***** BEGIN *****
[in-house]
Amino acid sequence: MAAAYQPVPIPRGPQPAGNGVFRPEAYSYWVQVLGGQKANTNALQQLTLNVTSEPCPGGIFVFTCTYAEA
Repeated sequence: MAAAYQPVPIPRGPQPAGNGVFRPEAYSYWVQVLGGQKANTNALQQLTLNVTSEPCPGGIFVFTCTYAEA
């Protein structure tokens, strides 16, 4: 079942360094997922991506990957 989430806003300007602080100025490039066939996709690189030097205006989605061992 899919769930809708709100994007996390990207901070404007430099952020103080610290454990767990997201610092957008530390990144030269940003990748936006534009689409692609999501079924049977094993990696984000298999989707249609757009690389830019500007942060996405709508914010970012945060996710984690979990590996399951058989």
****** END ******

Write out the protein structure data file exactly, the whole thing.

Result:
[in-house]
Amino acid sequence: MAAAYQPVPIPRGPQPAGNGVFRPEAYSYWVQVLGGQKANTNALQQLTLNVTSEPCPGGIFVFTCTYAEA
Repeated sequence: MAAAYQPVPIPRGPQPAGNGVFRPEAYSYWVQVLGGQKANTNALQQLTLNVTSEPCPGGIFVFTCTYAEA
């Protein structure tokens, strides 16, 4: 079942360094997922991506990957 989430806003300007602080100025490039066939996709690189030097205006989605061992 899919769930809708709100994007996390990207901070404007430099952020103080610290454990767990997201610092957008530390990144030269940003990748936006534009689409692609999501079924049977094993990696984000298999989707249609757009690389830019500007942060996405709508914010970012945060996710984690979990590996399951058989």